While those living in states where the virus has been relatively under control over the summer have enjoyed some small degree of normalcy in socially distanced outdoor gatherings, in most states that won’t be feasible in December weather. The risks and hassles of travel will likely leave many families at home, often interfering with intergenerational gatherings of grandparents and grandchildren that is possible only through air travel — particularly since most grandparents are in a vulnerable age group for Covid-19. People living alone may have even more alone time in store.

On the bright side, maybe it’s easier to mute the blood pressure–raising political conversations that many families expect at Thanksgiving in an election year.

If all of this sounds a bit depressing… well, aren’t the holidays always a time of spiked depression? Actually, no, says Dr. Maru Torres-Gregory, a therapist at the Family Institute at Northwestern University. “It’s not necessarily depression so much as sadness and loneliness and stress,” though for those already experiencing depression, it can be exacerbated. (And it’s important to note that the “holiday blues” should end with the season — if they don’t, professional help may be called for.)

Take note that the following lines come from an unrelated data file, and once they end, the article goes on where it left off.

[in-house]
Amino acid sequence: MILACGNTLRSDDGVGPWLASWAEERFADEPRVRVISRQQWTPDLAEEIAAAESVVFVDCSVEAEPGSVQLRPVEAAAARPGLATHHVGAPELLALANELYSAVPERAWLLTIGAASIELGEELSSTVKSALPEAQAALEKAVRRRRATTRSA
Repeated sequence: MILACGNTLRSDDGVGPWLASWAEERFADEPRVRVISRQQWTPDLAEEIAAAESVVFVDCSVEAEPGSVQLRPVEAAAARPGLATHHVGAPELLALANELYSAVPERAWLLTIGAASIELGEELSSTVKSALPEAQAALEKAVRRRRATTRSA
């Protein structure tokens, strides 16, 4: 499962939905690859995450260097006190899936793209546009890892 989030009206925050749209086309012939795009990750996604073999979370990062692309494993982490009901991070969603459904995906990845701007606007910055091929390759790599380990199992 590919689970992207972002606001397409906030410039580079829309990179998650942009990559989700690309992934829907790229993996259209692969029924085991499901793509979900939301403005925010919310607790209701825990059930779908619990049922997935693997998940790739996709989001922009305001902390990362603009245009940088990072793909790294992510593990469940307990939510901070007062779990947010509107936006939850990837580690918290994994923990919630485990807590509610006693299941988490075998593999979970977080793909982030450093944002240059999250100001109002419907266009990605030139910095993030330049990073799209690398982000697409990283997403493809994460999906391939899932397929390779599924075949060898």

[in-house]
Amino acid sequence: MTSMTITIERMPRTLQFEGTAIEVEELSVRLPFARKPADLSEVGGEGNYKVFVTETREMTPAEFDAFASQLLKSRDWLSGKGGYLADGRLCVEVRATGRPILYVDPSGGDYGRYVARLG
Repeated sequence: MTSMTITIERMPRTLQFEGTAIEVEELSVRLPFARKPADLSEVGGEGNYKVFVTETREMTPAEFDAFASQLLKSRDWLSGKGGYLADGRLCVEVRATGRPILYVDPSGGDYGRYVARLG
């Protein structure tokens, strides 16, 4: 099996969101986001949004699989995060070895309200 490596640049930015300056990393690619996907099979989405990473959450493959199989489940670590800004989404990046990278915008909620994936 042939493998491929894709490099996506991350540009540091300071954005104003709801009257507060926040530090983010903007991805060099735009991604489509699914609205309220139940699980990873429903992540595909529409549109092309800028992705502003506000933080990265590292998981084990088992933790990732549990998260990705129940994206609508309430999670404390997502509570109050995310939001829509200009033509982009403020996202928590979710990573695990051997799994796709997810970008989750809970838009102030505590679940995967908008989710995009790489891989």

Typical stressors include spending time with family, the prospect of having to spend money, and tension about taking time off work. “There’s a lot of people who dread having to spend time with family over the holidays,” says Torres-Gregory, and this year they may get their excuse to say no. But for others, that dread may be outweighed by the need for connection after so much social distance. “We’re so fatigued from being on our own. We all need human interaction, and a lot of us crave physical touch,” she says. “We all feel quarantine fatigue right now, but we need to make sure we don’t succumb to that so we don’t expose higher-risk family members or friends come the holiday season.”

Of course, the families who are able to smile (or grimace) through their Rudolph the Red-Nosed face masks to celebrate in these modified ways are lucky: At least a quarter of a million American families are likely to have the symbolic empty chair at the table this holiday season due to a Covid-19 death. And since the virus has a way of tearing through families, in some cases there will be more than one empty chair.